Section 10: Rio Grande Village to Langtry

 

Day 122

9 miles

 

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Well we did it. Dryden take-out here we come. Nikki may actually make it back to her vehicle and catch her flight home to Colorado. It’s been eight days of nonstop go, go, go, early mornings and short breaks, but we have loved every second of it.

 

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The daily grind of hiking was broken up by Nikki’s departure and the arrival of new friends. The canyon walls shrunk until the terrain came smoothly down to the water and tamarisk trees replaced some of the dense cane creating a flimsy forest. There was more space in the tamarisk, though we still found ourselves crawling through some tight spots.

Many of the crawl spaces below the branches and bushes were covered in piles of animal turds. Something’s litter box?

 

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We were sliding midway down a chute through the cane when we found an old, yellow rope laying on the ground. Discarded jackets and clothes were everywhere. More signs of people passing through. We can’t understand the pattern!

 

This picture does not do Nikki's war scars justice. She was covered in scratches after eight days in river cane and mesquite. She's the best!    

This picture does not do Nikki's war scars justice. She was covered in scratches after eight days in river cane and mesquite. She's the best!

 

Zak, Corey and Sarah had made it to the take out about 15 minutes before us and brought us in with cheers and hugs. Claire’s mama was here! And Zak and Corey with a small grant for filming! We unloaded the boats to begin the arduous task of sorting everything out and repacking with the new food and Sarah’s gear. Nobody was in too much of a rush. Zak and Corey had brought homemade biscotti from Keith, a river guide in Langtry who would be helping us in a couple days at the end of the river trip. Yum! We were especially distraught to lose Nikki, and did our best to procrastinate on her departure. All too soon it was time and she ceremonially handed off her life jacket to Sarah. Nikki! You are gone but never forgotten!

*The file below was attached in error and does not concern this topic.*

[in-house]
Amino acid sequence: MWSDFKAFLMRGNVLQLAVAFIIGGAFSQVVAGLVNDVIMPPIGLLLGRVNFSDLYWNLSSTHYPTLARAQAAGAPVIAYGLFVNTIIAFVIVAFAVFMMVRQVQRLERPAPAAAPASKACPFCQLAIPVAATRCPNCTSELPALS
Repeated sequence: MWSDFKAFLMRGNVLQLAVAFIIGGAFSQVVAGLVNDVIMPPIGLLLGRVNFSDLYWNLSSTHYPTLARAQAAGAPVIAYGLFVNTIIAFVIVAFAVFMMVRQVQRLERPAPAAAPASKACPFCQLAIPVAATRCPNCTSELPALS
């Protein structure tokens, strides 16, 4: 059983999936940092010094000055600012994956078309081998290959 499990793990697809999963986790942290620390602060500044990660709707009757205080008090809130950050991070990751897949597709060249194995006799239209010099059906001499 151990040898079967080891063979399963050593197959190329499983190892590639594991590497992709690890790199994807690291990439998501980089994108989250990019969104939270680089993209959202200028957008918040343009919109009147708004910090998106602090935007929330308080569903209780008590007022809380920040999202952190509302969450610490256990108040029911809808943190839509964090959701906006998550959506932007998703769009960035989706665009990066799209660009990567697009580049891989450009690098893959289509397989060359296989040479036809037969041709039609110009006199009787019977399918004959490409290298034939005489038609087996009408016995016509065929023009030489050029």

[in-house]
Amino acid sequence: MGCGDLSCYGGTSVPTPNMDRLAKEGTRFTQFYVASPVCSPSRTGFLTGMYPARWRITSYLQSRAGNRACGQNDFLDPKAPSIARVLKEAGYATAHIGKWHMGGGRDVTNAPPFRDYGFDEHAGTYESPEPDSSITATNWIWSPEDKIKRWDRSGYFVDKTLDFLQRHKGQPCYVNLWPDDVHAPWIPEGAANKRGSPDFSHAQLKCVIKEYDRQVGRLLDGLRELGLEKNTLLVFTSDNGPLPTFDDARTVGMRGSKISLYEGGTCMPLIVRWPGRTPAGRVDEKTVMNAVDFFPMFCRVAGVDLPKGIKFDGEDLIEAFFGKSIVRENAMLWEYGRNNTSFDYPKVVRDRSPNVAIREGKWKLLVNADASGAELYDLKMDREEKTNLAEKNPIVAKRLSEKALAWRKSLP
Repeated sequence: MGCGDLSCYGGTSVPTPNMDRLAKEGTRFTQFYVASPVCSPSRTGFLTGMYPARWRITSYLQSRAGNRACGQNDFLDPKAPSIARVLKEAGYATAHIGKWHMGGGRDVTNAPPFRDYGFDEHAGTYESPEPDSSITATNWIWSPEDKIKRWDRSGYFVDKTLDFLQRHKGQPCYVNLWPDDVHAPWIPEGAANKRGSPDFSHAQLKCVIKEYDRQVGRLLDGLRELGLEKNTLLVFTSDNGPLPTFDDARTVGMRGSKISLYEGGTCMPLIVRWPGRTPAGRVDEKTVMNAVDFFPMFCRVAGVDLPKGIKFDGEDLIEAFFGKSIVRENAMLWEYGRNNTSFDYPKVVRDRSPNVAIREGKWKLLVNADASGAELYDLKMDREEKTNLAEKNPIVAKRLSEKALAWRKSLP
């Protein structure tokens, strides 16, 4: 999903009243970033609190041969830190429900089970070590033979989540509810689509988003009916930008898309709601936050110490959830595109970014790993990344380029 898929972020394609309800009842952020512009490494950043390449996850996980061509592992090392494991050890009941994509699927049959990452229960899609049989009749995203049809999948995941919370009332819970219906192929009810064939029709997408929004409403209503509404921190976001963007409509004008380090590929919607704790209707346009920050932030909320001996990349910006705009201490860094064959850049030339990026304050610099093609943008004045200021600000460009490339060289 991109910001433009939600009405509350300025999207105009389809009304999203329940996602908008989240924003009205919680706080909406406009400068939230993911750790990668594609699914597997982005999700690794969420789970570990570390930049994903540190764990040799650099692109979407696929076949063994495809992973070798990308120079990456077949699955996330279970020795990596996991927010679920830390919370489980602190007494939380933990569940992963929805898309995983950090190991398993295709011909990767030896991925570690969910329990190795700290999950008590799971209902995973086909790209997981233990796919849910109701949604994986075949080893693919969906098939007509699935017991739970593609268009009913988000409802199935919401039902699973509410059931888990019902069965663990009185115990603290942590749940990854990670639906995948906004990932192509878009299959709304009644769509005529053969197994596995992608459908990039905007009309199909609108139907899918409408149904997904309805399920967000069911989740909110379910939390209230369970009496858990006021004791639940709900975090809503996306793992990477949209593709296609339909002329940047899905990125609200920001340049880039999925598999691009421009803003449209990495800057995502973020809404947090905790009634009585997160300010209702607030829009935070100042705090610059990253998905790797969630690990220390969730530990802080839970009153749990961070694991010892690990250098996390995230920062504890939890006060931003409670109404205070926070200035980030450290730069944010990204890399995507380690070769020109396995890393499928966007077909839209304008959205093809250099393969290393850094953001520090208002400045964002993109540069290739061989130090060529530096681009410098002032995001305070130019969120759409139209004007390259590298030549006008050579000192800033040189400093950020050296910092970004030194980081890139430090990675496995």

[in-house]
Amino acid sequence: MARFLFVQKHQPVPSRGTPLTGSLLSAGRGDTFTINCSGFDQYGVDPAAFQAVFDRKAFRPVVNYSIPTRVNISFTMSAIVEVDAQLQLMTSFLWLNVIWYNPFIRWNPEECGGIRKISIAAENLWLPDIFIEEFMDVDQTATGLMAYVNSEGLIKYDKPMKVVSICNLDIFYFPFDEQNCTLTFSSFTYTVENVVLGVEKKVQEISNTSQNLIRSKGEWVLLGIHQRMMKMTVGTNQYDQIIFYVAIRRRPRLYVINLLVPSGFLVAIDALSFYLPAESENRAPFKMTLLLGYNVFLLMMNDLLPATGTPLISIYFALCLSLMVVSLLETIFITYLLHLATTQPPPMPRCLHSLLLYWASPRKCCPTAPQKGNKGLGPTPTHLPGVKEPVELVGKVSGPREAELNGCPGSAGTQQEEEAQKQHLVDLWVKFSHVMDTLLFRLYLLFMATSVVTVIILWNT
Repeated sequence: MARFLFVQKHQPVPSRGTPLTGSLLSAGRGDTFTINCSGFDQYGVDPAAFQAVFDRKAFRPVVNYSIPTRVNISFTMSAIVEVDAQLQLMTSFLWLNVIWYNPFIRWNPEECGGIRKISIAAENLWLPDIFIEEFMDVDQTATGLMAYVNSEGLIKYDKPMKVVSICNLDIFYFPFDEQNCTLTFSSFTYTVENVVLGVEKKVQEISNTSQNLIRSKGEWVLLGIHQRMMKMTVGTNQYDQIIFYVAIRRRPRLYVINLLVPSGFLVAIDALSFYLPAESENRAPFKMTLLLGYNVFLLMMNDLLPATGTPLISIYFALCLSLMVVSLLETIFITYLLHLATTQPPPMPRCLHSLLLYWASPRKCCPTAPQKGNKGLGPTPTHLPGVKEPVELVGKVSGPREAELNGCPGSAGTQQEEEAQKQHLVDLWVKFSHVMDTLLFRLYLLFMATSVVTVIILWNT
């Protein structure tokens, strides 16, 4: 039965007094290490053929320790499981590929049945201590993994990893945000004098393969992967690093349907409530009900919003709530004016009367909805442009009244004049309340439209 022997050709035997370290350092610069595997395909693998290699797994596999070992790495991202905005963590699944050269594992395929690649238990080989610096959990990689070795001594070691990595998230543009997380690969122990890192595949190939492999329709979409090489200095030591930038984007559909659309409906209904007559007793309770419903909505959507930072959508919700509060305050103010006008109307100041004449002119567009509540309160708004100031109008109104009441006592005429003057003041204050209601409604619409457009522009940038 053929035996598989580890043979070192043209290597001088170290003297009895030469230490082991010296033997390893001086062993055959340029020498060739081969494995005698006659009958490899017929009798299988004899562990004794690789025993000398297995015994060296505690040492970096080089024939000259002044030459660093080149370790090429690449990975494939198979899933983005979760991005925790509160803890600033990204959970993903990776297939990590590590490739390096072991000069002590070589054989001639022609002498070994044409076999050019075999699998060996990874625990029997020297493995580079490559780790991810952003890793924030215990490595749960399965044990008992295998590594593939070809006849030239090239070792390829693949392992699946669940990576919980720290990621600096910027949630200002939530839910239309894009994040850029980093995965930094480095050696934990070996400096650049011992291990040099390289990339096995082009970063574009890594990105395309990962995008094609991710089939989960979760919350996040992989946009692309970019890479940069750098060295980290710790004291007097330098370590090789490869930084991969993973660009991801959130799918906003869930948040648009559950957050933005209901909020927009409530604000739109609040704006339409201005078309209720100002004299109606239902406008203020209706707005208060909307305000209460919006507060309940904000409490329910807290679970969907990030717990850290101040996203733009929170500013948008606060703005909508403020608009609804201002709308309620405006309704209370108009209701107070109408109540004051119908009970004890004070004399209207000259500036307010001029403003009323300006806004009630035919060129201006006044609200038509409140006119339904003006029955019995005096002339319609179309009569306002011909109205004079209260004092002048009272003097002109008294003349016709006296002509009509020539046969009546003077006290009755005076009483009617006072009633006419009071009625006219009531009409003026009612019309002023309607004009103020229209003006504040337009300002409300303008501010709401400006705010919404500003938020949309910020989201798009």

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Time for some quick filming with Zak and Corey. We loaded our brand new Osprey backpacks with empty water jugs to make them look full and climbed to the top of a scenic ridge along the road. Because Osprey has provided the funding for the video, we will have to make sure to always be wearing their packs during filming (tricky since we don’t usually carry them while hiking along the river). We felt like movie stars as Corey and Zak directed us through several shots. Corey had even brought a drone, which filmed us from above as we climbed back down. So cool! We watched the footage right after and all agreed it could have belonged in Lord of the Rings.

 

And we’re off! Now that Sarah was here we didn’t need to help with the boats and could both concentrate on walking. We found a road that ran parallel to the river above the cliffline. Corey walked with us while Zak managed their duckies and gear from the river. As usual it was a lot of fun to hang with Corey and catch up on his photo shoot adventures.

He might be going to Antarctica to film ice for a week! How cool is that?!

 

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The road was easy but the ground was covered in the most vicious and maddening dog cholla. It looks like a tuft of grass from above and it hooks into anything that touches it. We had to use rocks to gently pry them off, trying our hardest not to embed them further. They created a mine field of potential missteps and none of us escaped their wrath. While lowering herself down a ledge Claire accidentally sat on one prompting a very painful extraction that Tenny was decent enough to assist with. Ouch!

 

When the road ended we scoured the cliffs for a way down, settling on a narrow shoot riddled with scrappy brush. Poor Corey, with no ease-in forced to crawl on hands and knees down a crack that we only hoped had a bottom. We passed our gear down one backpack at a time while thorns did their best to halt our advance. The boaters lounged in the grass, waiting for our descent from across the river. It felt like a party on the river bank when we finally reached them. So many people. Gotta keep moving though.

 

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We showed Corey the cliffs, shall we show him the cane?

It wasn't too awful, there was space to pass through and it was interesting, with more signs of people. Under a cliff overhang, on the Mexican side, a camp had been set up in the dingy low hanging space. Sleeping bag, blankets, food. Hopefully Corey got some good footage of the day.

 

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